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Animations in Reapp are powered by our Animated mixin. This mixin provides an API that allows you to easily animate React elements.

Animations are defined in a specific format. When you pass props to a component, you use animations as the key. The value is an object that describes the animations you want:

var animations = {
  self: ['fade', 'moveLeft'],
  button: 'moveRight'
<Component animations={animations}>

In the above example we are defining a more complex animation, where the component is being told to animate its outermost div (self) with two animations: 'fade' and 'moveLeft'. Meanwhile, we assign the 'moveRight' animation to its button.

In reapp-ui, we have a helper that automatically handles these props. The keys in the animation object merely map to DOM nodes within the component. We expose a function componentProps() that returns props for our components in a structured way. For example, within our above Component we would write:

Note: The componentsProps helper is only used internally within reapp-ui to enforce consistency and save writing code, but you can still use animations by just using a "ref" on your props. We'll explain this more below

  name: 'MyButton',
  render() {
      <div {...componentProps()}>
        <button {...componentProps('button')} />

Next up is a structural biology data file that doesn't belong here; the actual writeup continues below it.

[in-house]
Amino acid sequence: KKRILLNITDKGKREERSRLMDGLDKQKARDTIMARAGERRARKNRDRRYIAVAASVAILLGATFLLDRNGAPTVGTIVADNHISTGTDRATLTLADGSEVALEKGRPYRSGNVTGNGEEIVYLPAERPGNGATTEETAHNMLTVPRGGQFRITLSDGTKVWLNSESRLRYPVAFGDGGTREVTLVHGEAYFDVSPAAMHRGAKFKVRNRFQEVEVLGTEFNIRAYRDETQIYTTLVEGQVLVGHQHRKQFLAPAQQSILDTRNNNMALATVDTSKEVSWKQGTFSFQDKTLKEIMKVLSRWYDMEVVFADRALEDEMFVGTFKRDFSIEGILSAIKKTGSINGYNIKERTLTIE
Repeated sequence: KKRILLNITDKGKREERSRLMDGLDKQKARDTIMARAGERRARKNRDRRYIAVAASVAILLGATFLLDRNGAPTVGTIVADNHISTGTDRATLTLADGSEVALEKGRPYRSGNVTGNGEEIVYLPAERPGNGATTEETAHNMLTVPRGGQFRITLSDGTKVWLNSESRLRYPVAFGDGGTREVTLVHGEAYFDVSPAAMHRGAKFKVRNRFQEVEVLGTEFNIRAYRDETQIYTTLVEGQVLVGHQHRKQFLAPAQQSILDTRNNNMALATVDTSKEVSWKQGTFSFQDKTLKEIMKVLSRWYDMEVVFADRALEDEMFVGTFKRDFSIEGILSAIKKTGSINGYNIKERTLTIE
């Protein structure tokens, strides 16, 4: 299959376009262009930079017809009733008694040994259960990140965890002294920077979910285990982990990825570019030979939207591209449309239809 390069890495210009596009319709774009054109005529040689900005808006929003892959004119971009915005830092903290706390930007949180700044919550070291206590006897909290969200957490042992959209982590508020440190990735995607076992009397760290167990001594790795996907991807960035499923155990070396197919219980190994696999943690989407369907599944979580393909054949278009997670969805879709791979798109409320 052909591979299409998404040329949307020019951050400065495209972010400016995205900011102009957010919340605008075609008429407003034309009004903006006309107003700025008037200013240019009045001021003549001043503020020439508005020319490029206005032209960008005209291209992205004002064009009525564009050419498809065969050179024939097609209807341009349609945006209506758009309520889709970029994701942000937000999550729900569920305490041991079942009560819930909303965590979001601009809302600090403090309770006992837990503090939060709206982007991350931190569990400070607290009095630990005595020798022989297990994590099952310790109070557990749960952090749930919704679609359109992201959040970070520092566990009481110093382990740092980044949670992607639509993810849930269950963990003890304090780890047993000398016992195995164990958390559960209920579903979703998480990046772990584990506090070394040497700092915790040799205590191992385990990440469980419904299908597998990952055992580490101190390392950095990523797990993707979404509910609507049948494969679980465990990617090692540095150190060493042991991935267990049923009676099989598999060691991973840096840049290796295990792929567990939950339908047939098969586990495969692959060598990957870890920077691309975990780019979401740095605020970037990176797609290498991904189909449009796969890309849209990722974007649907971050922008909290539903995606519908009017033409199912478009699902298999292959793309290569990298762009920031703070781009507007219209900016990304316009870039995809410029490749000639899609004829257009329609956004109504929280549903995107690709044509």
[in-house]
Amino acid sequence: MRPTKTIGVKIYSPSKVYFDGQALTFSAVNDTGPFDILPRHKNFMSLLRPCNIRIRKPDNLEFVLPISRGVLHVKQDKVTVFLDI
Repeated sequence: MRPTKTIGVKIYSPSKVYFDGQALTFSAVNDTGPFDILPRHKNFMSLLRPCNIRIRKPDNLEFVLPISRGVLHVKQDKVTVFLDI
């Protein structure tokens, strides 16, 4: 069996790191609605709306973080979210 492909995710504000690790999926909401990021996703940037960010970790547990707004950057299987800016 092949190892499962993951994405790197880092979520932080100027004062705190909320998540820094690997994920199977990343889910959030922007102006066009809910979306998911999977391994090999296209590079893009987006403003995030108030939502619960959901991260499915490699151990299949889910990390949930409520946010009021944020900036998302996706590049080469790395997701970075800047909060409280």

The componentProps would end up applying attributes on those nodes like this:

<div ref="self" className="MyButton">
  <button ref="button" className="MyButton-button" />

The ref attribute is the same as the string we pass to componentProps, but it defaults to 'self', which we use for all top DOM nodes.

Now, going back to how we defined our animation props we can see how they apply. The <div ref="self"> gets 'fade' and 'moveLeft', while the <button ref="button"> gets 'moveRight'.

Animated Mixin

A simple mixin to run animations through context or within a component.

Core concepts

The Animated mixin uses the this.context.theme.animations : object to search for animations. Animations are functions that take an object, like so: { index, state, ...extraProps } and return an object with the following options:

    transform: { x: num, y: num, z: num },
    rotate: num,
    rotate3d: { x: num, y: num, z: num },
    scale: num,
    (opacity, or any other prop): any

Extra props can be passed down from a parent Animator by defining this.animationContext (func : object) -> object on their class. The object returned by animationContext is merged into extraProps.

Within an animated component you can get the current animation state with this.getAnimationState() -> object or the current animation styles with this.getAnimationStyle() -> object.

Context animations (Parent to Children)

In a parent component you define a "step" (props or state), which is the current position of the animation. Then on children, you define an "index" (property). This mixin then allows you to run this.getAnimationStyle() on the children, which will use the state set in the parents.

Parents pass down context through this.context.animations : object. This object should contain a key (the name/source of the animation) to the value (an object with at least { step }).